The technological and industrial revolution has significantly changed how human beings live. Work has been made easier and daily tasks are executed much faster.
It is therefore quite unfortunate that not all countries are in the same level of technological and industrial development.
The United Nations categorizes countries into two major groups: developed and developing countries. Developing countries are states which are in the primary levels of technological and industrial development. Examples include Kenya, Nigeria, India, Sri Lanka and the United Arab Emirates.
On the other hand, developed countries are states which are in the latter stages of technological and industrial development. Examples are the United States, Canada, Australia and Italy.
The emergence of the dark web has brought a lot of crime to the global online community. It has become necessary that law enforcement agencies around the world police the dark web in their fight against crime, through creative and effective ways.
We are going to look at how these two groups of countries fight crime on the dark web.
Darknet Policing in Developed Countries
In developed countries, law enforcement agencies typically have more resources at their disposal and thus can come up with creative means to fight crime on the dark web. In July 2017, joint efforts by the U.S. Federal Bureau of Investigation (FBI) and Drug Enforcement Agency (DEA), Dutch police and Europol orchestrated the takedown of AlphaBay and Hansa, formerly among the largest darknet markets.
The sting was creatively planned and well executed. First, law enforcement seized AlphaBay and made it known. This then prompted users switch to Hansa, which was under the control of law enforcement after they had seized the market’s servers around the same time.
They collected information on the users who logged in and obtained various IP addresses, which they used to build their cases.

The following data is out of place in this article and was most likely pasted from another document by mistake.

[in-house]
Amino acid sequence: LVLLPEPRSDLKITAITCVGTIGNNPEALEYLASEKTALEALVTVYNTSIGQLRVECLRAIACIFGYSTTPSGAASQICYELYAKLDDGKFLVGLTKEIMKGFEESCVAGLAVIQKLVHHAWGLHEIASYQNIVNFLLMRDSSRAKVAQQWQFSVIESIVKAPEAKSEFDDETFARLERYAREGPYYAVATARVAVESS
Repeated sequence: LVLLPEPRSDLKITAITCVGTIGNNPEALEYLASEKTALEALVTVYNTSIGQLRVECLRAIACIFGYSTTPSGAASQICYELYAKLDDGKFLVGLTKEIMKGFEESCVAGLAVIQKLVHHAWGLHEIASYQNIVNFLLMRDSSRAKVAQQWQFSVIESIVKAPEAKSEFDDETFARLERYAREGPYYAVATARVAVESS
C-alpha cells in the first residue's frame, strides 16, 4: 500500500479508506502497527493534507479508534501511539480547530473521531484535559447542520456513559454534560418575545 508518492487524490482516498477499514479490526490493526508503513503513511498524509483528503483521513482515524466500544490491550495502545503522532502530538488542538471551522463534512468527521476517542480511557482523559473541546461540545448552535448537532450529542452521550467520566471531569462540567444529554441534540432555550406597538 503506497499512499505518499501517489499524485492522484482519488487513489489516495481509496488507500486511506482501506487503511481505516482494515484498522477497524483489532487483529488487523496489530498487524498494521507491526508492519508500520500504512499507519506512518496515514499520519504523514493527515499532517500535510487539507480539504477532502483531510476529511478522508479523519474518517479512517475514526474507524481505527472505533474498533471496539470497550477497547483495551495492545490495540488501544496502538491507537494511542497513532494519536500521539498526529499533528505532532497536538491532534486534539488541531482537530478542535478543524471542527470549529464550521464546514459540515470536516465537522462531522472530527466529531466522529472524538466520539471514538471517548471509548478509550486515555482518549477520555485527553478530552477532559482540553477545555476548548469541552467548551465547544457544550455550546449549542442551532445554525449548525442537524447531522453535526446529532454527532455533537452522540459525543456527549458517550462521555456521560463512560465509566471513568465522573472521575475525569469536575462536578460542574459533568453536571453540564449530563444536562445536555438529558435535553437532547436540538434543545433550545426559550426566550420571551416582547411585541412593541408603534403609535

Coordinated policing by the law enforcement authorities was key in the execution of the operation. Working together with federal agencies had proven to yield fruits; therefore the same is likely to be applied to more cases in the future.
Research into new ways of policing the dark web is also being pursued in developed countries. For instance in Australia, authorities have come up with an artificial intelligence-powered crawler that scans the dark web for suspicious activities and alerts law enforcement when it comes across any.
This technology has yet to be used universally, although it offers the promise to aid in the fight against crime on the dark web.
Other methods like network investigative techniques and poisoned water holes have been used by law enforcement to police the dark web.
The network investigative technique is when police gain access to a darknet site; they continue to run the platform and send out malware to users of the website, the malware aides in the identification and arrest of the suspects.
The poisoned water hole technique is mainly used when the suspect in a different geographical location. Police continue running the site after acquiring it and gather information on suspects; they then liaise with law enforcement in the respective geographical regions who aid in the arrests.
These two methods have however proven to be quite difficult to get a conviction. For instance, the controversial Playpen case was dismissed because the U.S. Department of Justice refused to disclose the classified technology used to identify the suspect.